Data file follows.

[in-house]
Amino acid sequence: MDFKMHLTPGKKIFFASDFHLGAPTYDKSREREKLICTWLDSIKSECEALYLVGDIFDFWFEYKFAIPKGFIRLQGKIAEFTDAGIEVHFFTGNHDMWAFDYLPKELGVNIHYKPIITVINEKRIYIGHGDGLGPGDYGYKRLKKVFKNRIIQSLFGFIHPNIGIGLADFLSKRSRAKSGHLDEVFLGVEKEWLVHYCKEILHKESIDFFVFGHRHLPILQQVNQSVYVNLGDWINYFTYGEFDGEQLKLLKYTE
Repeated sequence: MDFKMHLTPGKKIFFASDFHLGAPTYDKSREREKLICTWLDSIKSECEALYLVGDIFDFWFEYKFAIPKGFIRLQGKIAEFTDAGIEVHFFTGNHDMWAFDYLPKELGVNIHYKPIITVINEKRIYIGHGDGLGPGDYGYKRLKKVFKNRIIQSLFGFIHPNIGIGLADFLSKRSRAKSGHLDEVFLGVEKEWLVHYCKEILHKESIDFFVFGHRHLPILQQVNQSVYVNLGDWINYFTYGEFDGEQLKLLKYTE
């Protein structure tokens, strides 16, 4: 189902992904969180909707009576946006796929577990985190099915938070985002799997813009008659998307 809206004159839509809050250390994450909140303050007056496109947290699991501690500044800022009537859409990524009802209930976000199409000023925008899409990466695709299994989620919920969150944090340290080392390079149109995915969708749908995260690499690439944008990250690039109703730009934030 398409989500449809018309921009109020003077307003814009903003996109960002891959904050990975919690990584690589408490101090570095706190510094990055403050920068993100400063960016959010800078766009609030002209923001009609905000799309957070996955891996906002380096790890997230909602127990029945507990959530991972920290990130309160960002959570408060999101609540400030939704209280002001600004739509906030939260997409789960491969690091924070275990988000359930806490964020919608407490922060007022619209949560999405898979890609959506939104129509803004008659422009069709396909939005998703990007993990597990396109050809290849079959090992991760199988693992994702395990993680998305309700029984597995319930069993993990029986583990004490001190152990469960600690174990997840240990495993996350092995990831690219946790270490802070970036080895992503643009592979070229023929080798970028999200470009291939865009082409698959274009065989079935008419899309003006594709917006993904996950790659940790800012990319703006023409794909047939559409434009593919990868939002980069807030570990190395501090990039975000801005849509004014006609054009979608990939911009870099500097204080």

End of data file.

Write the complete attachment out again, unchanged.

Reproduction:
[in-house]
Amino acid sequence: MDFKMHLTPGKKIFFASDFHLGAPTYDKSREREKLICTWLDSIKSECEALYLVGDIFDFWFEYKFAIPKGFIRLQGKIAEFTDAGIEVHFFTGNHDMWAFDYLPKELGVNIHYKPIITVINEKRIYIGHGDGLGPGDYGYKRLKKVFKNRIIQSLFGFIHPNIGIGLADFLSKRSRAKSGHLDEVFLGVEKEWLVHYCKEILHKESIDFFVFGHRHLPILQQVNQSVYVNLGDWINYFTYGEFDGEQLKLLKYTE
Repeated sequence: MDFKMHLTPGKKIFFASDFHLGAPTYDKSREREKLICTWLDSIKSECEALYLVGDIFDFWFEYKFAIPKGFIRLQGKIAEFTDAGIEVHFFTGNHDMWAFDYLPKELGVNIHYKPIITVINEKRIYIGHGDGLGPGDYGYKRLKKVFKNRIIQSLFGFIHPNIGIGLADFLSKRSRAKSGHLDEVFLGVEKEWLVHYCKEILHKESIDFFVFGHRHLPILQQVNQSVYVNLGDWINYFTYGEFDGEQLKLLKYTE
């Protein structure tokens, strides 16, 4: 189902992904969180909707009576946006796929577990985190099915938070985002799997813009008659998307 809206004159839509809050250390994450909140303050007056496109947290699991501690500044800022009537859409990524009802209930976000199409000023925008899409990466695709299994989620919920969150944090340290080392390079149109995915969708749908995260690499690439944008990250690039109703730009934030 398409989500449809018309921009109020003077307003814009903003996109960002891959904050990975919690990584690589408490101090570095706190510094990055403050920068993100400063960016959010800078766009609030002209923001009609905000799309957070996955891996906002380096790890997230909602127990029945507990959530991972920290990130309160960002959570408060999101609540400030939704209280002001600004739509906030939260997409789960491969690091924070275990988000359930806490964020919608407490922060007022619209949560999405898979890609959506939104129509803004008659422009069709396909939005998703990007993990597990396109050809290849079959090992991760199988693992994702395990993680998305309700029984597995319930069993993990029986583990004490001190152990469960600690174990997840240990495993996350092995990831690219946790270490802070970036080895992503643009592979070229023929080798970028999200470009291939865009082409698959274009065989079935008419899309003006594709917006993904996950790659940790800012990319703006023409794909047939559409434009593919990868939002980069807030570990190395501090990039975000801005849509004014006609054009979608990939911009870099500097204080």